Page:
For high-rep exercises, the heart rate that is “low enough” to be aerobic is the MAF heart rate. If (1) your body isn’t beginning to fatigue after 15 reps, you know that you’re using primarily oxidative pathways. And (2) if your heart rate doesn’t go above MAF, you know that it is almost certainly ONLY using oxidative pathways. Any exercise that fulfills those requirements can be called aerobic because you are getting all the signs that (1) you are using the aerobic system and (2) not the anaerobic.

      That said, what would happen to a lot of people during calisthenics is that they’d have to make a choice: once they started to do push-ups, intending to go high-rep, they’d see that their heart rate starts climbing extremely quickly (because they weren’t using aerobic channels in the first place).

      In other words, perhaps it’s possible that 99% of people wouldn’t be able to do high-rep push-ups or pull-ups as an aerobic workout because their aerobic fitness isn’t nearly high enough (so they have to use the anaerobic system). But if they COULD stay under the MAF heart rate throughout, it would be aerobic.

      Some people could do high-rep bodyweight deep squats, and others could do high-rep shallow squats with minimal weight (for example) and call both exercises aerobic if they fulfill such requirements.


      1. Do you think that low rep high weight (avoid significant fatigue) is the way to go for strength training? For an endurance athlete and the ‘average’ person?


      2. I think that it all depends on what system you want to train, and why.

        Low rep high-weight is only going to help you for running depending on how well you integrate it: if you do gait-based strength exercises (Staggered Romanian Deadlift, for example) and you use running-specific plyometrics you’ll see pretty good crossover from your strength gains.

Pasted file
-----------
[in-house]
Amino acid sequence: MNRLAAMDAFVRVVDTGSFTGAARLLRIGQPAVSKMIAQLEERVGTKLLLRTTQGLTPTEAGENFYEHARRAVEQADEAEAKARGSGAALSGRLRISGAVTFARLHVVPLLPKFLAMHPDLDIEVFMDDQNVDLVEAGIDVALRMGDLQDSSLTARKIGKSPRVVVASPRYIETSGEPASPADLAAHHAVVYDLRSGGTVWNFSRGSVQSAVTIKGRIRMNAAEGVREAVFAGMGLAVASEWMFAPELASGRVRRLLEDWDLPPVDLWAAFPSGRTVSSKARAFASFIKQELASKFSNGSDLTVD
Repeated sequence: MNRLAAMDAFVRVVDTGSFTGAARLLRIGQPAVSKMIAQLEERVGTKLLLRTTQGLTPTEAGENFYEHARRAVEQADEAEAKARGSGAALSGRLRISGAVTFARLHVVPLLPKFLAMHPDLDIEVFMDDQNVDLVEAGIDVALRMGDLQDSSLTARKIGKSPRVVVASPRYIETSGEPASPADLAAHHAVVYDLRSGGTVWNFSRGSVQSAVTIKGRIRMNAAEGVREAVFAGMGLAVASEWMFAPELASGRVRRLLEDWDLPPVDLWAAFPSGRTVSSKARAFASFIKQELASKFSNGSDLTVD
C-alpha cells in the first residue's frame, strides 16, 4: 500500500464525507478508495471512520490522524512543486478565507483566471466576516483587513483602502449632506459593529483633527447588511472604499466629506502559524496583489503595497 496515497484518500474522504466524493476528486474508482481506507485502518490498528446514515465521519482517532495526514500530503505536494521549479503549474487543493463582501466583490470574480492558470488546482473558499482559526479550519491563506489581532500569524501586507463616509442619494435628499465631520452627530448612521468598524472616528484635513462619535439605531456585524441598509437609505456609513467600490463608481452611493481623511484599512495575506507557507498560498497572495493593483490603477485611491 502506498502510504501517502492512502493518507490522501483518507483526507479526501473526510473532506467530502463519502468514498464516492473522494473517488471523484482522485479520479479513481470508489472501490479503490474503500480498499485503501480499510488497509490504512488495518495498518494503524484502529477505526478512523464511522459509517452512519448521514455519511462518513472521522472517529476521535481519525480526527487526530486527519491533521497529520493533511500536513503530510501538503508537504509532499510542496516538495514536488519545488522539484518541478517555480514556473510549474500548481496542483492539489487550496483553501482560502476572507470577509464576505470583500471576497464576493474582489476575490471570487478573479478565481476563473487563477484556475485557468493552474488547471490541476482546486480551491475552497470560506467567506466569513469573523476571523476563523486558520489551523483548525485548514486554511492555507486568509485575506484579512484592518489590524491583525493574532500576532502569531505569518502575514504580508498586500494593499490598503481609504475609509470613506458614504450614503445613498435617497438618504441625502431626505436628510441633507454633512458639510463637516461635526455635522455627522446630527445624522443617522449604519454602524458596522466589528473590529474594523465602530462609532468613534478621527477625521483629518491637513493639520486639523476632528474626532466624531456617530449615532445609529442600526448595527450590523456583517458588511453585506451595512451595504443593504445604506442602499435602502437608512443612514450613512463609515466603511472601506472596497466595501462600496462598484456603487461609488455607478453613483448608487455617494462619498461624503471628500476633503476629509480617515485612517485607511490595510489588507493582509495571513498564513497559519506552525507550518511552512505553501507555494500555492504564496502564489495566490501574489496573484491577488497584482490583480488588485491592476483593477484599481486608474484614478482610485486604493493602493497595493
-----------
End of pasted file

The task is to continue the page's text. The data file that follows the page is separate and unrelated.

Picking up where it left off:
A good athlete (even a “pure” endurance athlete) needs to be well rounded. For example, I’m training for an ultramarathon in May and I’m developing my own lower-leg course (similar to what Bruce Lee wanted for his forearms) because the more strength and mobility I have in my lower leg, the less likely it’ll be that I’ll get leg cramps, knee pain, and the less likely that my heart rate will shoot through the roof in the later stages of the race.

        It’s a combination of slow strength, odd-impact plyometrics, all-around mobility, and eye-foot coordination.

        Will that training slow down the development of my aerobic base?

        Almost for certain. But while the overwhelming majority of my training is in fact MAF base training, (and the most important system in my body is my aerobic base), training these other systems (lower-leg plus knee) will make me a more resilient running machine.


  3. Yeah I know all about being aerobically in great shape but being not well rounded at all. About 9-10 years ago, I used to do a lot of road cycling, it was the only exercise I did at the time, barring a small amount of walking. I had zero upper body strength and not great leg strength either and poor posture/imbalances etc.

    I remember one day I went on a mountain hike with a fair amount of elevation gain with friends, I found it way easier than they did going up the mountain and I felt great at the top. However coming back down the mountain was a nightmare for me, my legs and feet not used to weight bearing exercise gave me all sorts of trouble and I was struggling as much as the others who were a lot less ‘fit’ than me. My shoulders and back were also hurting from carrying a rucksack that I wasn’t prepared for.

    Ever since then I’ve tried to make my fitness more rounded – not always successfully – but I’ve never fell back into that trap of my fitness but being only specific to one are at the expense of all others.


    1. That’s good. You’d be surprised how many people never realize that. And if you’re in any sport that is a little bit hybrid (like trailrunning) you’re going to be a far better performer if you’re well-rounded.


    1. I’m not sure. Could be, depending on context.